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The thought of spending up to six months in a warm, sunny US Sunbelt state or Mexico during Canada’s cold or rainy winter season is becoming increasingly appealing and popular for millions of Canadian retirees. This trend is increasing every year, as Canada’s population ages.

“Quality of life” decisions, of course, are key to enhancing one’s mental, emotional, physical and social well-being. Because Canadians are living and staying healthier longer, retirement could mean another 30 years of life. With proper planning, the Snowbird lifestyle can be the most active, stimulating, satisfying and enjoyable experience of one’s retirement years, with life-long friendships and shared memories of good times. Many Snowbirds leave in early November and return at the end of April, while others don’t leave until the beginning of the New Year. They can have the best of both worlds in terms of climate, and enjoy the benefits of both countries.

However, there are many matters to deal with when you are spending up to six months as a Canadian Snowbird. You must consider issues such as family, friends, finances, fluctuations in currency exchange rates, investments, taxes, immigration, customs, housing, travel, safety and security, and medical and other types of insurance. You also need to give thought to such important matters as money management, financial planning, wills, estate planning, and the need for reliable professionals and other advisors. Since each person’s situation is different, and because regulations and laws can change at any time, it is best to get customized feedback from professional advisors.

Where to stay
As you might expect, the US is the most popular Snowbird location. A common language and culture, familiarity, proximity, and accessibility make it the destination of choice for the vast majority of Canadian Snowbirds. The comments below therefore relate to the US experience.

However, there are also an increasing number of Canadians who prefer to spend the winter months in various parts of Mexico, a country rich with culture and diversity. Mexico has several locations that are popular retirement communities for Canadian and American part-time or full-time residents, and it is estimated that over one million Canadian tourists visit Mexico every year.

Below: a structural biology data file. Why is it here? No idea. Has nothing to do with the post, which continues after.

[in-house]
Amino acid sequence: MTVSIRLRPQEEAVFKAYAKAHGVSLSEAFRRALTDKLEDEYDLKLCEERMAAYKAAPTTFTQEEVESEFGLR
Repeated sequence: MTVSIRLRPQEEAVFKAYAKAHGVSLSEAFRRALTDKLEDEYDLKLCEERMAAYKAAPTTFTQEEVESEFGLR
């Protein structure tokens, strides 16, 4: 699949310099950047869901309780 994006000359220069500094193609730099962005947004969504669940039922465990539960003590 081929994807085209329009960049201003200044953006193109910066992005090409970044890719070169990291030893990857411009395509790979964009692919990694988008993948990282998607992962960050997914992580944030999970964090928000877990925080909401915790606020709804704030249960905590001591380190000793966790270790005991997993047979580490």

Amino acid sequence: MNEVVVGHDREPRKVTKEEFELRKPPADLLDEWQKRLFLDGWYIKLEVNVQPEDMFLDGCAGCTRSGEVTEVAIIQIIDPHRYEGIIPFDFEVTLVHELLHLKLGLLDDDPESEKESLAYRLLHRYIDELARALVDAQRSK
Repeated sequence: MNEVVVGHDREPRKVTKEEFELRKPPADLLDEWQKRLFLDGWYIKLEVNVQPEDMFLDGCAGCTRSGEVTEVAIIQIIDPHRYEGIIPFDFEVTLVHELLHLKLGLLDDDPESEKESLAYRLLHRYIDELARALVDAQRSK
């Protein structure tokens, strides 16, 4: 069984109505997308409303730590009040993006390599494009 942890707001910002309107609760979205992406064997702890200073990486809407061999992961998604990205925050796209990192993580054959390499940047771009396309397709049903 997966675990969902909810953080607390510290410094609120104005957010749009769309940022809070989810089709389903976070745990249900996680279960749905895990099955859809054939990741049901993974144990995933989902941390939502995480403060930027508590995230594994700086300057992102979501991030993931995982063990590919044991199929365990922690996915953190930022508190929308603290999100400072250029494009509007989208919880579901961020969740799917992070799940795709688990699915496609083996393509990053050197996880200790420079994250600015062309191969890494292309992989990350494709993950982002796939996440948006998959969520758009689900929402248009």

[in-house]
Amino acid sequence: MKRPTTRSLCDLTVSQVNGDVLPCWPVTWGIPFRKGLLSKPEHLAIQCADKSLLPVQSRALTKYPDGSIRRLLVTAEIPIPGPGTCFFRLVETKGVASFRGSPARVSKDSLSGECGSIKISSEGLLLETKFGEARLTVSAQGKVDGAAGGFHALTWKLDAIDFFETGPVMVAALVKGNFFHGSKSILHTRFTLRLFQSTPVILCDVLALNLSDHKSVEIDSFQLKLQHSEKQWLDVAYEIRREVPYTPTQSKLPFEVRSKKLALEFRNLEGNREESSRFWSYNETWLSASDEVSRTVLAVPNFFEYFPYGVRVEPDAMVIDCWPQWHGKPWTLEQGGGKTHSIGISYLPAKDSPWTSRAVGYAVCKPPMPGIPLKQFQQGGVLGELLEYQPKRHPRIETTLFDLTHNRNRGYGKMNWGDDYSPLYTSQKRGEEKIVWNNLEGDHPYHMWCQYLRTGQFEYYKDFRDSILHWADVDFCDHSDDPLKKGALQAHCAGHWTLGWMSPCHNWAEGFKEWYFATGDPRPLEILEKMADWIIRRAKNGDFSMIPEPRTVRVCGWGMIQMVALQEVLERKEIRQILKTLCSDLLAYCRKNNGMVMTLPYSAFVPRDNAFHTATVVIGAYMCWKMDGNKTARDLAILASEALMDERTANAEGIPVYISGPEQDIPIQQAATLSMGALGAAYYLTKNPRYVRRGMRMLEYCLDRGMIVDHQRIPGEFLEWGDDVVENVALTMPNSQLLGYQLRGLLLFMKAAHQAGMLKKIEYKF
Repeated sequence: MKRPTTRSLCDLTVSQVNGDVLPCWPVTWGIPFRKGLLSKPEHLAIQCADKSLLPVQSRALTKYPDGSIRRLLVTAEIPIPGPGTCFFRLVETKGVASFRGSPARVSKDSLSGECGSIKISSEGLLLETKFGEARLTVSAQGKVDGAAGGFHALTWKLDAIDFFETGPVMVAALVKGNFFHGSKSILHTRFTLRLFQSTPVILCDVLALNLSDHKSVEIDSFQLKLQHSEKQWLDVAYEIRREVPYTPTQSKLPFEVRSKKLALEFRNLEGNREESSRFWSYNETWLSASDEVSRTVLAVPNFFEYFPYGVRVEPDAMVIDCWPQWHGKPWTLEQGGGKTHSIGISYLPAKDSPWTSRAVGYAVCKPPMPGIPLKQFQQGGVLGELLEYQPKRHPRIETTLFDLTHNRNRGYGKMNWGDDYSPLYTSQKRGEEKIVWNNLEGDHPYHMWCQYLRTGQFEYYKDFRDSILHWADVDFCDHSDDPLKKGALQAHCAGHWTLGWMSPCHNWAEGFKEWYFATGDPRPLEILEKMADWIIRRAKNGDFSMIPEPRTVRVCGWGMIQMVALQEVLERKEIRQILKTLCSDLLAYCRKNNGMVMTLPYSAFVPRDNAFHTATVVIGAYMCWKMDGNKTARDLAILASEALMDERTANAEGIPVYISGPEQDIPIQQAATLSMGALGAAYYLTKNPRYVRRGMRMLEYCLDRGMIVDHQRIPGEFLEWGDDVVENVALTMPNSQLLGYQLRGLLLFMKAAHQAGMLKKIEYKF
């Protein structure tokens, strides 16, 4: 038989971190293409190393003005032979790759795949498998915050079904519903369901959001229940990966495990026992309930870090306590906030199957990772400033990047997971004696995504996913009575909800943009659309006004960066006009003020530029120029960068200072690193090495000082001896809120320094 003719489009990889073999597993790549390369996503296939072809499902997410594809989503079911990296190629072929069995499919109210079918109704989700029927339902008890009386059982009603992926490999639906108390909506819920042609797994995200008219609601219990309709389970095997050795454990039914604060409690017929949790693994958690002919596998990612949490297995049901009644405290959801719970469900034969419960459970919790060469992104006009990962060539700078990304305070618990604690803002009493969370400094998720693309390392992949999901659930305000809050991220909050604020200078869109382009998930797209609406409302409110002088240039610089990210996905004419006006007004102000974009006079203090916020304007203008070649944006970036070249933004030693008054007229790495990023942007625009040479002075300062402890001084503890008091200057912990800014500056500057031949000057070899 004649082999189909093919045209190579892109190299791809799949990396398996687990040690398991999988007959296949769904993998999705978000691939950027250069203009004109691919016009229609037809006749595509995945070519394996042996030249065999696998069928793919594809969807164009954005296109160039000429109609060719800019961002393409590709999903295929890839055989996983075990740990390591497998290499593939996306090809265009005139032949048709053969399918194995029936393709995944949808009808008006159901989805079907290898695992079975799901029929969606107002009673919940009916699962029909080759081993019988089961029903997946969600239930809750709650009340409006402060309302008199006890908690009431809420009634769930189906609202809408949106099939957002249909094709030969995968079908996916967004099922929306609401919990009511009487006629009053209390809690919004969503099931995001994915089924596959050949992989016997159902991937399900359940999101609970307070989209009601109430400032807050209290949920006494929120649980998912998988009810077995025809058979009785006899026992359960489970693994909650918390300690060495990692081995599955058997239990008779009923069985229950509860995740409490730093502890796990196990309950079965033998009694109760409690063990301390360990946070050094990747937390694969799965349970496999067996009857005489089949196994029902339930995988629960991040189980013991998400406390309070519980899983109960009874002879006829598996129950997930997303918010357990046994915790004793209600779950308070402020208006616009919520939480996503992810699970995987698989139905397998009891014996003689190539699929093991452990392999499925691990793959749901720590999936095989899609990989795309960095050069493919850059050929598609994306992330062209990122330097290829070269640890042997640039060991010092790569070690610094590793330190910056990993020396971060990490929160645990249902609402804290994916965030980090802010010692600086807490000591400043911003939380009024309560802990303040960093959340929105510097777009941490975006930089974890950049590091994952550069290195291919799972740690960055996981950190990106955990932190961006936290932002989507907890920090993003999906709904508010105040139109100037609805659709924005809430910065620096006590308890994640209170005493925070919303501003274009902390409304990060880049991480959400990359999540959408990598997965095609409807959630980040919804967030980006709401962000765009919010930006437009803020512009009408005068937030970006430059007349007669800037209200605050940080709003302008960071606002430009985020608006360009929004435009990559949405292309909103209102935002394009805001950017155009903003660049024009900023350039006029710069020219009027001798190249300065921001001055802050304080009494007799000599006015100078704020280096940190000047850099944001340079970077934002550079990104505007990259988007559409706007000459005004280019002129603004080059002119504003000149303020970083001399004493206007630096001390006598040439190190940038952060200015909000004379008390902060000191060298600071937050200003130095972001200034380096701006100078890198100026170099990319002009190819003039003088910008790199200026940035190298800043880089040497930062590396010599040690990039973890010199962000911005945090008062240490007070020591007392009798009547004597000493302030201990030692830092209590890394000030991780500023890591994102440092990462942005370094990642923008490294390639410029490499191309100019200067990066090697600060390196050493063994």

Many choices are available when deciding where to stay in the US. The most popular Sunbelt states are Florida, Arizona, California and Texas. You might want to be based in one area and take short sight-seeing trips, or use a recreational vehicle and travel through various states. Depending on your interests and needs, there are many factors to consider such as varied terrain, spectacular scenery and hot weather. Maybe you prefer the ocean, mountains or desert, and like the proximity of city life or rural ambience. Friends could also be a factor, drawing you to one place or another.

There are free state tourism booklets, and information is available for the asking. Check with your local library for videos of the state and specific city you are considering. Also, speak with other people who are Snowbirds in that location. Before making a decision to buy a condo, house, mobile home or RV, you may wish to rent one for the first season to see if you like it. Alternatively, if you have an RV, you can check many places out to see what areas appeal to you.

Living in the South during the winter can also be very affordable. In fact, you may find that you come out ahead financially. This is because of the savings from the lower cost of living in the US or Mexico. You can rent a mobile home/RV pad in the US for a small amount, ranging from US$200+ per month based on a 12-month lease. You can buy a used mobile home (fixed in place) in a park for US$5,000+ that could meet your needs. There are some good bargains, especially at the end of the season in April. When you amortize that cost over 10 or more years, it becomes very affordable. You also have use of all the facilities and amenities at a mobile home/RV park, which is generally included in your pad lease fee.

Naturally, expenses can be higher in some parks, but you would normally select the type of park or condominium community that meets your budget and other needs. In addition, you save money on heating costs at home in Canada during the winter months. You could be breaking even or paying just a bit more than you would if you stayed at home all winter, even taking into account the cost of your out-of-country emergency medical insurance (for which you are entitled to a tax credit, under the “medical expenses” category of your tax return). This type of attractive economic reality is also a contributing factor to the decision of many to winter in the South.

Despite all the positive benefits, the Snowbird lifestyle is not for everyone–it is just another retirement option. It is wise to evolve into the lifestyle in a step-by-step fashion to see if you like it, so try it for a month or so by renting.

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